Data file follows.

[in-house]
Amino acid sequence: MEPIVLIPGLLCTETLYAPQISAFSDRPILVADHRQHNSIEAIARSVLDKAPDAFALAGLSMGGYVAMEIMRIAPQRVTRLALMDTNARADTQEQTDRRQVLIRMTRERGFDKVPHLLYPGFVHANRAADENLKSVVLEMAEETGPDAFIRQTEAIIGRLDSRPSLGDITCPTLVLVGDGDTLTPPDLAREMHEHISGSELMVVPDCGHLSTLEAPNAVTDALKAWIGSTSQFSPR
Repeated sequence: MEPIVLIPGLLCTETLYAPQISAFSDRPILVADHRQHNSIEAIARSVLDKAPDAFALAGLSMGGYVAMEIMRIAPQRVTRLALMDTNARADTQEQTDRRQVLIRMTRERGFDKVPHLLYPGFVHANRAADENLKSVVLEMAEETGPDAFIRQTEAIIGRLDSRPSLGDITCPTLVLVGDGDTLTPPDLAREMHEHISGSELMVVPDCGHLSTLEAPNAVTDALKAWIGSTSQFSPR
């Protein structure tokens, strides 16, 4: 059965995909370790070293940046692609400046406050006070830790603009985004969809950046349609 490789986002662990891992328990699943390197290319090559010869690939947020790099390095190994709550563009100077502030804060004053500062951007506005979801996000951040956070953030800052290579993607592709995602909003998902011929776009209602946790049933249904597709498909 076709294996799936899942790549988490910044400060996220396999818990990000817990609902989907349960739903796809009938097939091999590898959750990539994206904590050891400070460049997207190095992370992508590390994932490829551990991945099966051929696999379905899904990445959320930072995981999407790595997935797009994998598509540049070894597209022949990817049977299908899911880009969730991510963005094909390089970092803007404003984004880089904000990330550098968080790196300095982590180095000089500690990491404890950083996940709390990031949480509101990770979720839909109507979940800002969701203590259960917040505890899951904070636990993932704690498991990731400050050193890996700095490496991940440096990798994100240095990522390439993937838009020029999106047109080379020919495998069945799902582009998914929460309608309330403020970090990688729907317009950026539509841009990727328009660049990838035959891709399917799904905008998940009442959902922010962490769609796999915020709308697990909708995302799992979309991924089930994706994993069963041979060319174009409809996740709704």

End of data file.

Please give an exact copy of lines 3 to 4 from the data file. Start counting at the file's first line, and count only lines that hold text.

Repeated sequence: MEPIVLIPGLLCTETLYAPQISAFSDRPILVADHRQHNSIEAIARSVLDKAPDAFALAGLSMGGYVAMEIMRIAPQRVTRLALMDTNARADTQEQTDRRQVLIRMTRERGFDKVPHLLYPGFVHANRAADENLKSVVLEMAEETGPDAFIRQTEAIIGRLDSRPSLGDITCPTLVLVGDGDTLTPPDLAREMHEHISGSELMVVPDCGHLSTLEAPNAVTDALKAWIGSTSQFSPR
């Protein structure tokens, strides 16, 4: 059965995909370790070293940046692609400046406050006070830790603009985004969809950046349609 490789986002662990891992328990699943390197290319090559010869690939947020790099390095190994709550563009100077502030804060004053500062951007506005979801996000951040956070953030800052290579993607592709995602909003998902011929776009209602946790049933249904597709498909 076709294996799936899942790549988490910044400060996220396999818990990000817990609902989907349960739903796809009938097939091999590898959750990539994206904590050891400070460049997207190095992370992508590390994932490829551990991945099966051929696999379905899904990445959320930072995981999407790595997935797009994998598509540049070894597209022949990817049977299908899911880009969730991510963005094909390089970092803007404003984004880089904000990330550098968080790196300095982590180095000089500690990491404890950083996940709390990031949480509101990770979720839909109507979940800002969701203590259960917040505890899951904070636990993932704690498991990731400050050193890996700095490496991940440096990798994100240095990522390439993937838009020029999106047109080379020919495998069945799902582009998914929460309608309330403020970090990688729907317009950026539509841009990727328009660049990838035959891709399917799904905008998940009442959902922010962490769609796999915020709308697990909708995302799992979309991924089930994706994993069963041979060319174009409809996740709704």